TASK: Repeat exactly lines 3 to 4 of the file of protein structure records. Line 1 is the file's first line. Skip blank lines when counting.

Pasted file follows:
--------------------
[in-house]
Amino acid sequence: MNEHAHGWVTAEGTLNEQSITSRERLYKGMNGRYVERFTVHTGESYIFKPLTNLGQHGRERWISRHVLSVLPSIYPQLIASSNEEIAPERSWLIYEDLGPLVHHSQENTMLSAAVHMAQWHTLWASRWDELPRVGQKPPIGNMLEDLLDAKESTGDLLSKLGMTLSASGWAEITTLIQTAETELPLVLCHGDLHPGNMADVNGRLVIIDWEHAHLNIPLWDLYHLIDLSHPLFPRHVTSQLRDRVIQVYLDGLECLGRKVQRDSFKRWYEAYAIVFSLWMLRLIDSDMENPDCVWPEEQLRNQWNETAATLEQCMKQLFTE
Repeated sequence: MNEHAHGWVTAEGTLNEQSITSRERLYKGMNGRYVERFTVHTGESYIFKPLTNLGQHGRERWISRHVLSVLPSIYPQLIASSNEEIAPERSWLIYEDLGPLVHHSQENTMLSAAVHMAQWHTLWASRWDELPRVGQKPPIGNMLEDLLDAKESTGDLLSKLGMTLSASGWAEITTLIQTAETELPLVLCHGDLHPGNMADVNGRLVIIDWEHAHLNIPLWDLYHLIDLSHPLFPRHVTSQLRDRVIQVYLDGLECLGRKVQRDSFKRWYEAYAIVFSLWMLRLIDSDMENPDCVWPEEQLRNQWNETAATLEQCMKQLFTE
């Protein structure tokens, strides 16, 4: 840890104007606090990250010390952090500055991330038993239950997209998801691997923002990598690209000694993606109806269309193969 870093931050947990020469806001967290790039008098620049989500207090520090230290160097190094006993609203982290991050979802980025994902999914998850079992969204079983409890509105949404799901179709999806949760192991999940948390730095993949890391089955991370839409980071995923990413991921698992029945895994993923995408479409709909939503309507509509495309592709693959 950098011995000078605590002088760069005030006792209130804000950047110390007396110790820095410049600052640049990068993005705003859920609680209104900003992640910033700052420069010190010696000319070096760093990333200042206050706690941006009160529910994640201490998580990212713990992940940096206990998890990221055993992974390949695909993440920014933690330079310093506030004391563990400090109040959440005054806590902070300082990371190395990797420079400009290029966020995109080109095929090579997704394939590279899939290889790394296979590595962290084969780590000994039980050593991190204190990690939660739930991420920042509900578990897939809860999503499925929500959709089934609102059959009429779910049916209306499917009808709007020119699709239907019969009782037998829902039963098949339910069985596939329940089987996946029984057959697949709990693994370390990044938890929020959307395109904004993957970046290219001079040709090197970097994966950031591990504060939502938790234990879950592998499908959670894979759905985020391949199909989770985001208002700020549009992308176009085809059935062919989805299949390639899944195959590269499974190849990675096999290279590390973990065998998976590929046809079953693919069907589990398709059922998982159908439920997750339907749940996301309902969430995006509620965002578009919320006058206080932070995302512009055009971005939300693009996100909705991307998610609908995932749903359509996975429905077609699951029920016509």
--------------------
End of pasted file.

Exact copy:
Repeated sequence: MNEHAHGWVTAEGTLNEQSITSRERLYKGMNGRYVERFTVHTGESYIFKPLTNLGQHGRERWISRHVLSVLPSIYPQLIASSNEEIAPERSWLIYEDLGPLVHHSQENTMLSAAVHMAQWHTLWASRWDELPRVGQKPPIGNMLEDLLDAKESTGDLLSKLGMTLSASGWAEITTLIQTAETELPLVLCHGDLHPGNMADVNGRLVIIDWEHAHLNIPLWDLYHLIDLSHPLFPRHVTSQLRDRVIQVYLDGLECLGRKVQRDSFKRWYEAYAIVFSLWMLRLIDSDMENPDCVWPEEQLRNQWNETAATLEQCMKQLFTE
């Protein structure tokens, strides 16, 4: 840890104007606090990250010390952090500055991330038993239950997209998801691997923002990598690209000694993606109806269309193969 870093931050947990020469806001967290790039008098620049989500207090520090230290160097190094006993609203982290991050979802980025994902999914998850079992969204079983409890509105949404799901179709999806949760192991999940948390730095993949890391089955991370839409980071995923990413991921698992029945895994993923995408479409709909939503309507509509495309592709693959 950098011995000078605590002088760069005030006792209130804000950047110390007396110790820095410049600052640049990068993005705003859920609680209104900003992640910033700052420069010190010696000319070096760093990333200042206050706690941006009160529910994640201490998580990212713990992940940096206990998890990221055993992974390949695909993440920014933690330079310093506030004391563990400090109040959440005054806590902070300082990371190395990797420079400009290029966020995109080109095929090579997704394939590279899939290889790394296979590595962290084969780590000994039980050593991190204190990690939660739930991420920042509900578990897939809860999503499925929500959709089934609102059959009429779910049916209306499917009808709007020119699709239907019969009782037998829902039963098949339910069985596939329940089987996946029984057959697949709990693994370390990044938890929020959307395109904004993957970046290219001079040709090197970097994966950031591990504060939502938790234990879950592998499908959670894979759905985020391949199909989770985001208002700020549009992308176009085809059935062919989805299949390639899944195959590269499974190849990675096999290279590390973990065998998976590929046809079953693919069907589990398709059922998982159908439920997750339907749940996301309902969430995006509620965002578009919320006058206080932070995302512009055009971005939300693009996100909705991307998610609908995932749903359509996975429905077609699951029920016509």